An old friend of mine generously provides me with clippings from magazines like The New Yorker and The Atlantic because she knows I don’t subscribe to them but will want to have read parts of them. She also sends me links to articles from The New York Times for the same reason. I’m currently working my way through a thick sheaf of tangible clippings and, as choice would have it, just read two fascinating pieces about male painters. One article is about Balthasar Klossowski de Rosa (AKA Balthus) while the other speaks about the work of Henry Taylor. Balthus lived from 1908 until 2001 while Taylor is still painting at age 60. Balthus is white European while Taylor is American black. Because I found both long treatments of their paintings powerfully engaging, I want to talk about the cosmic differences in their art, differences stemming from their politics broadly defined.
Balthus was a confirmed aesthete, one of whose obsessions was with prepubescent female girls, one of whom is the subject of some of his most famous paintings. One canvas is simply entitled “Therese” and the other, even more famous, is called “Terese Dreaming.” (You may want to pause here and Google these titles so you can see what I’ll be speaking about.). Controversy has flourished around him and these paintings for years. Some call him a voyeur who sexualizes his subjects in the vein of Lewis Carroll and Sally Mann. Defenders argue that artists transcend their fixations even as they ask us viewers to move out of comfort zones to consider the complexities of our own psycho-sexual feelings.
What I always think about when I encounter someone, usually male, who is comfortable being seen as an aesthete is a story I first learned about many years ago in graduate school when I was reading works and looking at paintings by late Victorian/early 20th century writers who called themselves aesthetes. Walter Pater, a spokesperson for the group, recounts a story about how one such man bought a turtle into whose shell he carved out hollows. Into each he placed a different gemstone. He and his fellow artists would gather mid-afternoon at his dwelling and watch the clearly pained turtle move slowly across the man’s elaborate carpet. The aesthetic experience involved the play of sunlight on the turtle’s mutilated back and was much relished by the male artists in attendance. Though I no longer can bring up the artist’s name, I can feel again how sickened I felt upon first reading about this story. My teacher used it to impress upon us the theory of “art for art’s sake.” Clearly I was not supposed to grant the turtle any feelings at all; s/he was simply a platform upon which the “artist” installed something to give him and his pals sensory pleasure. Balthus’ defenders surely want me to do the same when I look at paintings of Terese. Like the turtle, she has been turned into an object upon whom Balthus has imposed his own strange and, for some of us, unhealthy, “take” on young girls on the cusp of womanhood but still entirely girls unless viewed through a lens that robs them of that fading childhood.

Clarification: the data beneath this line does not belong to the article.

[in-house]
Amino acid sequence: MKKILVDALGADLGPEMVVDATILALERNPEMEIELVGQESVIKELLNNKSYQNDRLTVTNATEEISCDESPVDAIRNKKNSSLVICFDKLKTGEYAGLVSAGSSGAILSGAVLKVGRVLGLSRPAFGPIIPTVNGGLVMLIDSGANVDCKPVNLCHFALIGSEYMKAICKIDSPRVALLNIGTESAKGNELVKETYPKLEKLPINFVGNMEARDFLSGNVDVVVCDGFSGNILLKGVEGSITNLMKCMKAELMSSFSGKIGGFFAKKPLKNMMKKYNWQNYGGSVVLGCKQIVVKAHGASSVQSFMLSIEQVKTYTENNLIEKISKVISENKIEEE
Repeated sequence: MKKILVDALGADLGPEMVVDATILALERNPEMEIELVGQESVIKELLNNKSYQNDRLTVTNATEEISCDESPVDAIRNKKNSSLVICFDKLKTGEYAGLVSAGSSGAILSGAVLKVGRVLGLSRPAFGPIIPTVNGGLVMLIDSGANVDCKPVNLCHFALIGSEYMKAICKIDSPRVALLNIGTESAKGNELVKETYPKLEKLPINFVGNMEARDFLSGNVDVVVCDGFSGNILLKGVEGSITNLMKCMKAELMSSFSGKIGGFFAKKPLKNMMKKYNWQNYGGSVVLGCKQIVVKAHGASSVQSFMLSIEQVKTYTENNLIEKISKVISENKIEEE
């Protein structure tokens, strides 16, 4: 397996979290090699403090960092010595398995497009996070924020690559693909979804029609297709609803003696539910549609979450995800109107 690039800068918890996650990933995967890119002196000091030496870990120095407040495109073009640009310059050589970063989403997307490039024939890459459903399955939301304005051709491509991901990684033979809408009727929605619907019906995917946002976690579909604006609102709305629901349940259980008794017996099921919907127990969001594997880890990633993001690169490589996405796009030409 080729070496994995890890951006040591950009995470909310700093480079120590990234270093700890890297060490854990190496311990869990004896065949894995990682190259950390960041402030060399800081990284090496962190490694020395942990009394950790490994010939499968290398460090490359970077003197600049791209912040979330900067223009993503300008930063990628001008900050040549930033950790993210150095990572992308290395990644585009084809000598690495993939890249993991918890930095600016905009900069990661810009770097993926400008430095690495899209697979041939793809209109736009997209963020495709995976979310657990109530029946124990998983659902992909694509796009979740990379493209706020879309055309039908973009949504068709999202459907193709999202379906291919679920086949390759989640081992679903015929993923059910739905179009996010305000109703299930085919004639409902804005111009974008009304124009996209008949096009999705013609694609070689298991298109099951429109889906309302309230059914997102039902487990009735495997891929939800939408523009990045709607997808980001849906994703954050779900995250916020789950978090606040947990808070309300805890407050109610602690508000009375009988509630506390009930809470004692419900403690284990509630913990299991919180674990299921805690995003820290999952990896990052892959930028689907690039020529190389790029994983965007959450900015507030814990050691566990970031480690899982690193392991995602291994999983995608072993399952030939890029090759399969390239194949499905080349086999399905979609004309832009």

Henry Taylor is an entirely different story. He paints furiously and refuses genre classifications. His “canvases” are wonderfully varied–cereal boxes, suitcases, cigarette packs, furniture, traditional canvas. His subjects are as catholic as his media–celebrities, homeless people, friends, historical figures, himself, sports stars, politicians, and people he likes who appear in other people’s photographs. Many of his paintings feature black people and one in particular is a striking work showing Cecily Tyson and her lover Miles Davis in the foreground and the Obama White House in the background. In this painting, Taylor is working off a black-and-white papparazzi photograph of the couple at a society gala. By transporting them onto the White House lawn during the tenure of the country’s first black president and First Lady, however, Taylor changes the valence significantly. Suddenly something relatively frivolous (though the original photograph was taken at the 1968 premiere of “The Heart Is a Lonely Hunter” in which Tyson had a supporting role) becomes fiercely political because of context.
If you were to ask Balthus what his politics were, he’d most likely disavow any connection to politics. Searching for the next moment that can give him aesthetic pleasure would be his stated preference. But I believe such a position is political because it assumes that such events are magically neutral in terms of realities like race, class, gender and other intersectional identities. If you were to ask Henry Taylor what his politics were, he’d just as likely spill out energetic words about how art can record, validate, question and alter those very realities. He’d also insist that art exists within a broader world in which it matters both to its creator and its audiences.
In the article about Henry Taylor’s life and work that I just read (July 30, 2018 issue of The New Yorker), the author Zadie Smith says “Other people look; Taylor sees.” Surely Balthus “looked” at young girls on the cusp of womanhood; just as surely Taylor “sees” his myriad subjects as individuals with agency and personhood. Since the personal is so often political, these two artists, put in my path on the same day, help me see what kinds of “art” I may acknowledge along formalistic lines but which I cannot embrace.